… I confess that I have not trusted God or believed that I have a good future ahead of me.  In my years of being broken down, losing e v e r y t h i n g that I knew to be true and solid,  God has taken the shards of what I once was, swept them up and formed me into something else — someone other than who I once was.  I just haven’t believed that this someone could be useful to God.

You see in those years, I was driven.  And insecure.  Hungry for authority and power, for significance.  Passionate,zealous and perfectionistic.  Continuously pushing myself.  Never satisfied with my work.  Rarely satisfied with others and overly judgmental, critical and irritated.  I became lonely, sad, and most importantly spiritually lacking a true faith.  I was bereft and lost as up until a few years ago I did not comprehend that Jesus died for me — yes, if I were the only one here on earth Jesus would have given his life for me — my life, my sin.  Me.  I could not accept that.  I didn’t not understand G R A C E.

And then God began to work.  And though painful it is beautiful.

But I still don’t want to live a small life.

“I live a small life. Well, valuable but small. And sometimes I wonder, do I do it because I like it or because I haven’t been brave?Meg Ryan’s character in You’ve Got Mail.

I fear insignificance and I fear my need for the opposite.  The search for significance has run deep in me.  As long as I can remember I believed that God had “saved” my life for a reason.  As a toddler I choked on a peanut and through a series of dangerous events came close to a predicted death (This was in Papua New Guinea and Australia in 1968) but God intervened; At least that is what I have always believed — that He saved me for a reason and I have been searching for that reason my entire life.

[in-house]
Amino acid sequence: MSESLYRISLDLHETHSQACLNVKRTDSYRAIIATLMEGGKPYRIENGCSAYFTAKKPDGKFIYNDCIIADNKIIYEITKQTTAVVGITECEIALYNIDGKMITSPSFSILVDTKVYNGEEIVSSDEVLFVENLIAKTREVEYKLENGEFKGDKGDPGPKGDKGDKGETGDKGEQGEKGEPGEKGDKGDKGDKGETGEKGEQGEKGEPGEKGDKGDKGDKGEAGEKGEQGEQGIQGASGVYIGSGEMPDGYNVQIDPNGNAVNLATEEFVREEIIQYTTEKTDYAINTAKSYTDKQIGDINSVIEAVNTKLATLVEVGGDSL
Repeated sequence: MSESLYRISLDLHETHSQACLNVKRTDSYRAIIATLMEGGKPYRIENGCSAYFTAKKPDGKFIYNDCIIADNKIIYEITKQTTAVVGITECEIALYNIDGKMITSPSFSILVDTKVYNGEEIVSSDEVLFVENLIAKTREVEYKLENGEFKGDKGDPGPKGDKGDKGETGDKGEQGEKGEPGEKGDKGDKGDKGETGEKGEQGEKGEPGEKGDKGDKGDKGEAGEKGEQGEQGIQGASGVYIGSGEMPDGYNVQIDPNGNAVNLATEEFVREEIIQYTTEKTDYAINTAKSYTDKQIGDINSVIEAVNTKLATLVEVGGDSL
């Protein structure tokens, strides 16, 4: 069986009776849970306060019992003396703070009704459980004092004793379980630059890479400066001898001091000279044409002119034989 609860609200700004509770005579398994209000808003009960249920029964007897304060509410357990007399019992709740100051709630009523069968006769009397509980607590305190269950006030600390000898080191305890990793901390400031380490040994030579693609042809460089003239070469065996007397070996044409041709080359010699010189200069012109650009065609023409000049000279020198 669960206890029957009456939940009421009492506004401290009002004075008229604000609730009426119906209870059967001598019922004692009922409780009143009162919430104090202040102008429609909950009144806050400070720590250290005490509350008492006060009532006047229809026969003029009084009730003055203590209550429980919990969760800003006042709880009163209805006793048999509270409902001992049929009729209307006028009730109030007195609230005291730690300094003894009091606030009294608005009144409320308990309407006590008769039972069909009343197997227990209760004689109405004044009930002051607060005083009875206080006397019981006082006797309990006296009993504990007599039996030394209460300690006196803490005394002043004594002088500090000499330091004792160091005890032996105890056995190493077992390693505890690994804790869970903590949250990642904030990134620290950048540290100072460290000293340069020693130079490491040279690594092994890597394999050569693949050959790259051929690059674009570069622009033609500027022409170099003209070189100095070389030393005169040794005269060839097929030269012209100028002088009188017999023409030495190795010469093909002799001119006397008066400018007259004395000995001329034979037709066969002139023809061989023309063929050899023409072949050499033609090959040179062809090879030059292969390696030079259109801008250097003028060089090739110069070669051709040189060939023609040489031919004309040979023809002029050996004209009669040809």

I have been Searching.

Do you believe this? I think I do.

“When God created humankind in the divine image, the highest expression of that image is the power to be a decision maker. In this sense, one is never complete, but is always being formed by the decisions we make. If this be true, God casts the responsibility on us to choose that which is best for us. These choices come inevitably from the judgments we make about what reflects our highest selves.  Each one of us is a unique person, with gifts, abilities and desires that give us the opportunities for creativity. To discover who we are and what those deep desires of our hearts mean gives us the clue to making decisions about what we do with our lives. If we choose wisely, we will experience the joy of growing a self and offering it as a source of strength to others. This does not mean that God is not with us in the critical moments of decision-making. Through prayer and meditation, we have access into the divine Presence that provides guidance and inspiration. God is never so pleased as when we stand up and make a moral decision that reflects our desire to live at the highest and most useful level attainable.”  —The Rev. Dr. Brooks Ramsey

To end where I began, with Beuchner, I am reminded that “faith is disorderly, intermittent, and full of surprises…. Faith is homesickness. Faith is a lump in the throat. Faith is less a position on than a movement toward, less a sure thing than a hunch. Faith is waiting.”

Yes, I am waiting with a lump in my throat. I’ve learned some things.  I anticipate the new year with hope and joy.

Yes, anticipation.